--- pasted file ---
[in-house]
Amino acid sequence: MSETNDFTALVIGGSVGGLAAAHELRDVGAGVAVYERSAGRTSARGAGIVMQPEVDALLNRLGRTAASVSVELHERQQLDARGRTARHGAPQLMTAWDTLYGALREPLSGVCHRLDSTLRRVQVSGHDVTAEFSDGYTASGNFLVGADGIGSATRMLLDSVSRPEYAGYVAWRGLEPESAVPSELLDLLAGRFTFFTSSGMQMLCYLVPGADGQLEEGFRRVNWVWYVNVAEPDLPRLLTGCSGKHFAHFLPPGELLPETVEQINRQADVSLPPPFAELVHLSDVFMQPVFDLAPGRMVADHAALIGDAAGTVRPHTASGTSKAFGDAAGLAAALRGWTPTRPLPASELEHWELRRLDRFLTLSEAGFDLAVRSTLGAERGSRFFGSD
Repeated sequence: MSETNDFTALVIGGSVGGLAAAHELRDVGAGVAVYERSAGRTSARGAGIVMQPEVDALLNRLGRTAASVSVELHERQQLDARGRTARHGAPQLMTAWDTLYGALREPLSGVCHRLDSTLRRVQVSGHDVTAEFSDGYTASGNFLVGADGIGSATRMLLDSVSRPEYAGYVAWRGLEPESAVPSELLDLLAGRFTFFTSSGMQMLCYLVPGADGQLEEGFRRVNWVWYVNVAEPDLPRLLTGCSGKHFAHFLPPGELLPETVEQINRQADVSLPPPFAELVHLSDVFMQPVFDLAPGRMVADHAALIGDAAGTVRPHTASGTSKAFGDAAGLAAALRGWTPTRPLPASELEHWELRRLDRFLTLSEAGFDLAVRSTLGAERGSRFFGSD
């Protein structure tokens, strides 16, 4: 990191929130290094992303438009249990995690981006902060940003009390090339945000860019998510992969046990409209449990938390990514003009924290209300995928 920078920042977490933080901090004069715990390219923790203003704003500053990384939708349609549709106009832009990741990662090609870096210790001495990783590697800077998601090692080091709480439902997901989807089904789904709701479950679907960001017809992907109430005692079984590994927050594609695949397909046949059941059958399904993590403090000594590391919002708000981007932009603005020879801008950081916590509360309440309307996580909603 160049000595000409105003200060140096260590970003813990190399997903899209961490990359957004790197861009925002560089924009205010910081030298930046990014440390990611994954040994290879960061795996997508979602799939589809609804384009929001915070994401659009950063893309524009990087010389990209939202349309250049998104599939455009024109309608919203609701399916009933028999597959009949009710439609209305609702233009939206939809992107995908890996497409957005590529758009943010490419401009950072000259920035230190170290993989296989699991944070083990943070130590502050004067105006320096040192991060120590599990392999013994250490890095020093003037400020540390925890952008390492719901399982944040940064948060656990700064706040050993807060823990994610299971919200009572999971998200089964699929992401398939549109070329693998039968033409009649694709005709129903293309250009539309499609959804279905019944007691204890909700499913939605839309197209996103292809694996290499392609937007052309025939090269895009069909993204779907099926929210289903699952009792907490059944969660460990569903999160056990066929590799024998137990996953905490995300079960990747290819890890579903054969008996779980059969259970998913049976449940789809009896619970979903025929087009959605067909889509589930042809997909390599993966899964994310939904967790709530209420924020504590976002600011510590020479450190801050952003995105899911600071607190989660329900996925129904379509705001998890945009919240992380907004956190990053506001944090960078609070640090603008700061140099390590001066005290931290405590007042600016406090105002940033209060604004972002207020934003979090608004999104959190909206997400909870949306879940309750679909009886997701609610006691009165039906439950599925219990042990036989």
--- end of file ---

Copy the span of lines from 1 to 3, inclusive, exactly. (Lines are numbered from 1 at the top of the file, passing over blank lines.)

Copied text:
[in-house]
Amino acid sequence: MSETNDFTALVIGGSVGGLAAAHELRDVGAGVAVYERSAGRTSARGAGIVMQPEVDALLNRLGRTAASVSVELHERQQLDARGRTARHGAPQLMTAWDTLYGALREPLSGVCHRLDSTLRRVQVSGHDVTAEFSDGYTASGNFLVGADGIGSATRMLLDSVSRPEYAGYVAWRGLEPESAVPSELLDLLAGRFTFFTSSGMQMLCYLVPGADGQLEEGFRRVNWVWYVNVAEPDLPRLLTGCSGKHFAHFLPPGELLPETVEQINRQADVSLPPPFAELVHLSDVFMQPVFDLAPGRMVADHAALIGDAAGTVRPHTASGTSKAFGDAAGLAAALRGWTPTRPLPASELEHWELRRLDRFLTLSEAGFDLAVRSTLGAERGSRFFGSD
Repeated sequence: MSETNDFTALVIGGSVGGLAAAHELRDVGAGVAVYERSAGRTSARGAGIVMQPEVDALLNRLGRTAASVSVELHERQQLDARGRTARHGAPQLMTAWDTLYGALREPLSGVCHRLDSTLRRVQVSGHDVTAEFSDGYTASGNFLVGADGIGSATRMLLDSVSRPEYAGYVAWRGLEPESAVPSELLDLLAGRFTFFTSSGMQMLCYLVPGADGQLEEGFRRVNWVWYVNVAEPDLPRLLTGCSGKHFAHFLPPGELLPETVEQINRQADVSLPPPFAELVHLSDVFMQPVFDLAPGRMVADHAALIGDAAGTVRPHTASGTSKAFGDAAGLAAALRGWTPTRPLPASELEHWELRRLDRFLTLSEAGFDLAVRSTLGAERGSRFFGSD